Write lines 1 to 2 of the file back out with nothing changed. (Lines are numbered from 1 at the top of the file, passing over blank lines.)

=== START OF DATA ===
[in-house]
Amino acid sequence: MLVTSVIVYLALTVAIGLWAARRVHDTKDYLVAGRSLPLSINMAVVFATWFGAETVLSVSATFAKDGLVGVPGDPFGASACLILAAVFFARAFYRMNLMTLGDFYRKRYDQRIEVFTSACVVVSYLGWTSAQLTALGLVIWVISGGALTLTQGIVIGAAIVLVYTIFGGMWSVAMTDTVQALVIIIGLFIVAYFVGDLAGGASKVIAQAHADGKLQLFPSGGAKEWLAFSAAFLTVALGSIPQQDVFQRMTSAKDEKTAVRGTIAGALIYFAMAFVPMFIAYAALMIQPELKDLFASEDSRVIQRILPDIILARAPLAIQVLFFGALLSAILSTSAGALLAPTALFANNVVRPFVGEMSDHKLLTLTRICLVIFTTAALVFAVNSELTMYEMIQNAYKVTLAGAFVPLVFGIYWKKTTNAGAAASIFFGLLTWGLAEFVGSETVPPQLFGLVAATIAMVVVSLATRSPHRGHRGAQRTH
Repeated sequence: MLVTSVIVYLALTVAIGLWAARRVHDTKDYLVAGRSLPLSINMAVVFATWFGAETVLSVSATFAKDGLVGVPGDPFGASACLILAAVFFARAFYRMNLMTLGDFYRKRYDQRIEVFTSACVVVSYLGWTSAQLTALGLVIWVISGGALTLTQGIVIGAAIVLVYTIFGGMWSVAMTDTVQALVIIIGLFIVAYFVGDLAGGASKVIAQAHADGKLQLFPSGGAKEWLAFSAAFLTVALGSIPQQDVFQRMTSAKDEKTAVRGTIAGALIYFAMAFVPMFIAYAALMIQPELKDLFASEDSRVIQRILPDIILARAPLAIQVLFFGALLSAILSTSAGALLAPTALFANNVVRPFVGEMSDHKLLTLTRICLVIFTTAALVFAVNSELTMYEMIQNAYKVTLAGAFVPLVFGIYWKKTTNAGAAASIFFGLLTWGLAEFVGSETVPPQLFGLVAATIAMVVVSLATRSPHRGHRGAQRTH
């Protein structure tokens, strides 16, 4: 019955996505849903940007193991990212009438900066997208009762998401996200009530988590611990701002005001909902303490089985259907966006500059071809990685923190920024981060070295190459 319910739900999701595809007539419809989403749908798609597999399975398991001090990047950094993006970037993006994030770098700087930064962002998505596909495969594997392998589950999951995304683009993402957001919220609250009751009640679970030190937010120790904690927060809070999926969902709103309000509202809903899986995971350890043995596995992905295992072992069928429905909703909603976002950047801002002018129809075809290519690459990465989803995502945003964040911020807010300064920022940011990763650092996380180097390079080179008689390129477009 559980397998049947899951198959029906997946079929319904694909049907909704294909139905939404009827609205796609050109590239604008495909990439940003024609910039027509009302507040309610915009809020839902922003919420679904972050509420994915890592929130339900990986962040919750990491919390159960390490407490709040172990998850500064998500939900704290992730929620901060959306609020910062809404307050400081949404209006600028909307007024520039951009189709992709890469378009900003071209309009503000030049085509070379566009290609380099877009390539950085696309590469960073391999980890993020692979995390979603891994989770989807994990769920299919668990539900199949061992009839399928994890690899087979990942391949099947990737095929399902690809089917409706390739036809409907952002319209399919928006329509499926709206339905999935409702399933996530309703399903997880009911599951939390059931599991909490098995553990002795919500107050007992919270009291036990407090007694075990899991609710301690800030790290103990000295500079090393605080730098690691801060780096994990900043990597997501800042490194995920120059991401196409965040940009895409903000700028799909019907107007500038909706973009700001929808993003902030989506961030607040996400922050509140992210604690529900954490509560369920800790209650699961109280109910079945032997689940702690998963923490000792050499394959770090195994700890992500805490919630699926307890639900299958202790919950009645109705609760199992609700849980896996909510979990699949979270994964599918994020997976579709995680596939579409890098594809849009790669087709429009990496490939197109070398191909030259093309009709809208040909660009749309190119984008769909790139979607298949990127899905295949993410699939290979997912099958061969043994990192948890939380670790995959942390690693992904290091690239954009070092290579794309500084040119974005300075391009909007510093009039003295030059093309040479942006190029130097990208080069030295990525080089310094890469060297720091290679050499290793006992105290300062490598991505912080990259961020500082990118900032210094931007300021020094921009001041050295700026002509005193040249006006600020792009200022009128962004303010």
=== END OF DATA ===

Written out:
[in-house]
Amino acid sequence: MLVTSVIVYLALTVAIGLWAARRVHDTKDYLVAGRSLPLSINMAVVFATWFGAETVLSVSATFAKDGLVGVPGDPFGASACLILAAVFFARAFYRMNLMTLGDFYRKRYDQRIEVFTSACVVVSYLGWTSAQLTALGLVIWVISGGALTLTQGIVIGAAIVLVYTIFGGMWSVAMTDTVQALVIIIGLFIVAYFVGDLAGGASKVIAQAHADGKLQLFPSGGAKEWLAFSAAFLTVALGSIPQQDVFQRMTSAKDEKTAVRGTIAGALIYFAMAFVPMFIAYAALMIQPELKDLFASEDSRVIQRILPDIILARAPLAIQVLFFGALLSAILSTSAGALLAPTALFANNVVRPFVGEMSDHKLLTLTRICLVIFTTAALVFAVNSELTMYEMIQNAYKVTLAGAFVPLVFGIYWKKTTNAGAAASIFFGLLTWGLAEFVGSETVPPQLFGLVAATIAMVVVSLATRSPHRGHRGAQRTH